Differential diagnosis

The differential diagnosis includes other conditions that cause cystic lung disease in infants,[5][7] including congenital pulmonary airway malformation (CPAM) also known as congenital cystic adenomatoid malformation (CCAM), infantile lobar emphysema, diffuse pulmonary lymphangiectasia, and diffuse pulmonary lymphangiomatosis. The distinction between pulmonary interstitial emphysema and these four entities is histologic.

In CPAM the cystic spaces are lined by an epithelial layer that can be pseudostratified, columnar to cuboidal (CPAM 0-III), or flat (CPAM IV). In addition, cartilage may be present adjacently to the cysts in some types of CPAM (CPAM 0 and I). The granulomatous reaction seen in pulmonary interstitial emphysema is not present in CPAM.5

Infantile lobar emphysema can get confused on imaging and grossly with pulmonary interstitial emphysema. However, both conditions are easily distinguished between each other on histological grounds. In infantile lobar emphysema, no real “cysts” are seen on tissue sections. Instead, there is marked dilatation of alveoli and terminal bronchioles resembling adult lung parenchyma. The airspace dilatation is the result of marked inflation differences that occur between adjacent lung lobes.5

In diffuse pulmonary lymphangiectasia and diffuse pulmonary lymphangiomatosis, the cyst-like spaces correspond to lymphatic channels lined by lymphatic endothelial cells that may be diffusely dilated in pulmonary lymphangiectasia or may form anastomosing variably sized spaces pulmonary lymphangiomatosis. As in CPAM, a granulomatous reaction in the spaces would be absent. The presence of the endothelial lining can be seen on H&E-stained tissue sections or can be highlighted by immunohistochemistry directed to endothelial markers (e.g., D2-40, CD31).5,9


1. Jalota Sahota R, Anjum F. Pulmonary interstitial emphysema. 2022. In: StatPearls. Treasure Island (FL): StatPearls Publishing; 2022 Jan–. Available from: https://www.ncbi.nlm.nih.gov/books/NBK560484/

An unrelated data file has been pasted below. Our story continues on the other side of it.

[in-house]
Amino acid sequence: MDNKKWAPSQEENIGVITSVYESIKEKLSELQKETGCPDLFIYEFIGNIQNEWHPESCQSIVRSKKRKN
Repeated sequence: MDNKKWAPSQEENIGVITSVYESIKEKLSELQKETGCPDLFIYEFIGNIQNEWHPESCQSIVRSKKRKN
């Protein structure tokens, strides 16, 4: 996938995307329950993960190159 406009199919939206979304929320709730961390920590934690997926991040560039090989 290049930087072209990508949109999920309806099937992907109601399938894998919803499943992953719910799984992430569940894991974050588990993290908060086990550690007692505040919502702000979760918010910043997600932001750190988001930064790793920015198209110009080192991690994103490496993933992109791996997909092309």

2. Macklin CC. Transport of air along sheaths of pulmonic blood vessels from alveoli to mediastinum: Clinical implications. Arch Intern Med. 1939;64:913–26.

3. Hart SM, McNair M, Gamsu HR, Price JF. Pulmonary interstitial emphysema in very low birthweight infants. Arch Dis Child. 1983;58:612-5.

4. Stocker JT, Madewell JE. Persistent interstitial pulmonary emphysema: another complication of the respiratory distress syndrome. Pediatrics. 1977;59:847-57.

5. Travis WD, Colby TV, Koss MN, Rosado-de-Christenson ML, Müller NL, King TE Jr. (2002) Non-neoplastic disorders of the lower respiratory tract, AFIP Atlas of Nontumor Pathology, First Series, Fascicle 2. Washington, DC: American Registry of Pathology and the Armed Forces Institute of Pathology.

6. Stocker JT, Madewell JE. Persistent interstitial pulmonary emphysema: another complication of the respiratory distress syndrome. Pediatrics. 1977;59:847-57.

7. Stocker JT, Drake RM, Madewell JE. Cystic and congenital lung disease in the newborn. Perspect Pediatr Pathol. 1978;4:93-154.

8. Case records of the Massachusetts General Hospital. Weekly clinicopathological exercises. Case 30-1997. A preterm newborn female triplet with diffuse cystic changes in the left lung. N Engl J Med. 1997;337:916-24. 9. Boland JM, Tazelaar HD, Colby TV, Leslie KO, Hartman TE, Yi ES. Diffuse pulmonary lymphatic disease presenting as interstitial lung disease in adulthood: report of 3 cases. Am J Surg Pathol. 2012;36:1548-54.

Julian Villalba Nunez, M.D.
Fellow, Pulmonary Pathology
Mayo Clinic

Ying-Chun Lo, M.D., Ph.D.
Senior Associate Consultant, Anatomic Pathology
Mayo Clinic
Assistant Professor of Laboratory Medicine and Pathology
Mayo Clinic College of Medicine and Science